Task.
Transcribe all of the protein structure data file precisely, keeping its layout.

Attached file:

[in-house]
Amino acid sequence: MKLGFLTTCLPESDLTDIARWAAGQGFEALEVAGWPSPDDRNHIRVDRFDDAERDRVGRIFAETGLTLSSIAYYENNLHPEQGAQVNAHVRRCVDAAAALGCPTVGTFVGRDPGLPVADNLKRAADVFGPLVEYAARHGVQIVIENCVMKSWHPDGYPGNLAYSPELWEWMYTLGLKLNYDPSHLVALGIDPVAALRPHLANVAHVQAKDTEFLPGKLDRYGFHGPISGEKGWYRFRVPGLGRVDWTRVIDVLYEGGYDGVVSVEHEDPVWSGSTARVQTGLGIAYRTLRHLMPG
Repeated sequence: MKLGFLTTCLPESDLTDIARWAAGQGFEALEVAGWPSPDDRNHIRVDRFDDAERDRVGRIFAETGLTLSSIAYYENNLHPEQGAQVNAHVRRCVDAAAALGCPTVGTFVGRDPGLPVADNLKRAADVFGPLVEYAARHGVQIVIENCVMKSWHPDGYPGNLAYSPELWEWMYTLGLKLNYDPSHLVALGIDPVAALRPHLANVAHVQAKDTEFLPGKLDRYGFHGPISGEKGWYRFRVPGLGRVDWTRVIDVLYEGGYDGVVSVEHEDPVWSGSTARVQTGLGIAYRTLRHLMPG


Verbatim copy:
[in-house]
Amino acid sequence: MKLGFLTTCLPESDLTDIARWAAGQGFEALEVAGWPSPDDRNHIRVDRFDDAERDRVGRIFAETGLTLSSIAYYENNLHPEQGAQVNAHVRRCVDAAAALGCPTVGTFVGRDPGLPVADNLKRAADVFGPLVEYAARHGVQIVIENCVMKSWHPDGYPGNLAYSPELWEWMYTLGLKLNYDPSHLVALGIDPVAALRPHLANVAHVQAKDTEFLPGKLDRYGFHGPISGEKGWYRFRVPGLGRVDWTRVIDVLYEGGYDGVVSVEHEDPVWSGSTARVQTGLGIAYRTLRHLMPG
Repeated sequence: MKLGFLTTCLPESDLTDIARWAAGQGFEALEVAGWPSPDDRNHIRVDRFDDAERDRVGRIFAETGLTLSSIAYYENNLHPEQGAQVNAHVRRCVDAAAALGCPTVGTFVGRDPGLPVADNLKRAADVFGPLVEYAARHGVQIVIENCVMKSWHPDGYPGNLAYSPELWEWMYTLGLKLNYDPSHLVALGIDPVAALRPHLANVAHVQAKDTEFLPGKLDRYGFHGPISGEKGWYRFRVPGLGRVDWTRVIDVLYEGGYDGVVSVEHEDPVWSGSTARVQTGLGIAYRTLRHLMPG